Meeting Information: Saturday, September 24th, from 9 am to 4 p.m.
J Paul Fennell: Turning and Surface decorating
Special all day demo: $25 fee includes lunch
At Levi Mize Woodcraftsman’s Shop
162 Aviador Street #17+18, Camarillo, CA 93010
Aviador Street is N. of the Camarillo Airport and is reached from the Central Ave. exit off of US 101: go S. and turn left on Ventura Blvd. then right on Aviador St. About three-quarters of the way to the dead end, on the left is a long building. Levi’s shop is the last two doors on the left on the S. side of the building. Please park directly in front of or behind his shop or against the curb on the N. side of the building and not in front of other shops.
BRING YOUR OWN CHAIR OR SIT ON THE FLOOR
August was again a very busy month with the Ventura County Fair 2005 (more photos have been added of booth activities), and the excellent meeting on August 28th featuring our past president Jim Rinde giving a demonstration of use of the boring bar for deep hollowing of vessels. Photos from the meeting and Jim’s presentation are below.
The school mentoring program at Cabrillo Middle School started Sept. 1st and is in full swing right now. If you have time to contribute contact President Al Geller and sign up. The kids are a pleasure to work with and eager learners.
The meeting this month, Sept. 24th features J. Paul Fennell. We can only accommodate 35 people so be sure to reserve your spot by calling or emailing Al Geller. The fee of $25 covers our costs and includes lunch. The following are several links to sites that feature Paul’s work and will give you a short biography and indication of what he will be presenting: del Mano Gallery – Bio -J. Paul Fennell, del Mano Gallery |photos| J. Paul Fennell. J. Paul Fennell is a wood-turner whose interest in creating original objects from the lathe dates back to the early 1970s. His thin-walled hollow forms are turned from woods of unusual colors, figures and grain patterns, mainly from native American species, but sometimes from imported woods as well. The vessel forms are derived from variations of simple but pleasing classical shapes ubiquitous throughout civilization. To enhance the work, experiments are continually made to explore variations in surface texture, bleaching, gilding and carving.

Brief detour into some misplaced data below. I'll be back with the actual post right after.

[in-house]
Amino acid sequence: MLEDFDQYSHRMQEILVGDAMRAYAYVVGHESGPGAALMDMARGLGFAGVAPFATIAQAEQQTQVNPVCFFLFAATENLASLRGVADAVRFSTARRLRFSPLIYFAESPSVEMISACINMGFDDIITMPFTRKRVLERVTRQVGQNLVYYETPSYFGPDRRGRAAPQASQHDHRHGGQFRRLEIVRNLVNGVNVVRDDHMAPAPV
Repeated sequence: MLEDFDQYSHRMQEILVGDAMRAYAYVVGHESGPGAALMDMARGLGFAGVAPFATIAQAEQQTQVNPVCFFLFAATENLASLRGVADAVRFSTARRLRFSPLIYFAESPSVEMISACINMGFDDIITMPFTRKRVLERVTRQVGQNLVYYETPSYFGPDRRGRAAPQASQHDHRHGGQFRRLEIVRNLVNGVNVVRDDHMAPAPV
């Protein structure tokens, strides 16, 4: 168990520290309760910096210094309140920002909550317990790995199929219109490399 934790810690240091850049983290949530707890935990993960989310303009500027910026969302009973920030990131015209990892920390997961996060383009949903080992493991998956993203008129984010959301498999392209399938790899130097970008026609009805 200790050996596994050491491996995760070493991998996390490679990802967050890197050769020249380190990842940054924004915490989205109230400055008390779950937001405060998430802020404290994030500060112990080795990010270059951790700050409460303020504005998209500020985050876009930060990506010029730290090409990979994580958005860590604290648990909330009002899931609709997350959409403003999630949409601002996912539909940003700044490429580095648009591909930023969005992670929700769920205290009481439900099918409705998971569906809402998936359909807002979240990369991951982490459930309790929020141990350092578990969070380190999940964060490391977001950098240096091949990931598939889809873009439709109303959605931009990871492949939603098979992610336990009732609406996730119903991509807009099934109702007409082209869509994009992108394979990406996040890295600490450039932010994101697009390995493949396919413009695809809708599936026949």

Photos from the September meeting:
Vice Prsident Martha leading the meeting
Doug with a very nice platter
Alan with a natural edge Buckeye vessel
Rob sitting on his bench made from turned spindles and woven maple stripps
Rob with a 16″ pine platter
Rob with his Tall Milking Stool, just his size but the tall cows are hard to find
Jim with his hollow-form eye
Several boxes from Show N Tell – Ron was experimenting with different types of lids
Tim with a truck load of freshly cut lemon wood
Tim cutting turning blanks for members
Photos from Jim Rinde’s presentation on the use of the boring bar:
Jim with two hollow forms he turned last week as examples from a log like the one they are sitting on. End grain.
One of the first deep vessels Jim turned using his boring system which orignally didn’t have a laser light but used and internal light to judge wall thickness
Another example from an oval log allowing the natural edge to show on the sides
A “green” piece of California Pepper tree is mounted on a face plate and is being retrued to round
The initial hollowing is done with a forstner bit to the chosen depth. Inset show the frequent need to clean out the shavings
Using a level the boring bar is set with the cutting edge at center point and the tool level on the tool rest and the secondary back capture rest. The wires on the end are for the internal light system that Jim used prior to laser systems being developed
After the intial hollowing to the top part the outside is shaped before the remaining bulk is hollowed- this adds stability at this stage. Each part is finished before additional hollowing is done.
The surface of the wet wood is dried with a hairdryer so it can be sanded
Power sanding the top portion that has been dried. Normally he would sand to the final grit at this stage before proceeding to hollow deeper
Hollowing out the next section as he proceeds deeper into the form. The inset shows use of a shop vacuum to remove savings
Seting the laser light the desired distance from the cutting tool for the wall thickness
The laser light can be seen on the left edge of the form showing the thickness and the location of the tool tip
The desired shape for the bottom of the form is drawn and the next step is to finish the outside
working on the outside with a bowl gouge prior to deeper hollowing
Using his original internal light system – a 12 volt halogen car lightbulb run at 24 volts- shows the wall thickness thru light colored wood easily- here it shows on the endgrain at the top and in the inset thru a natural defect in the wood.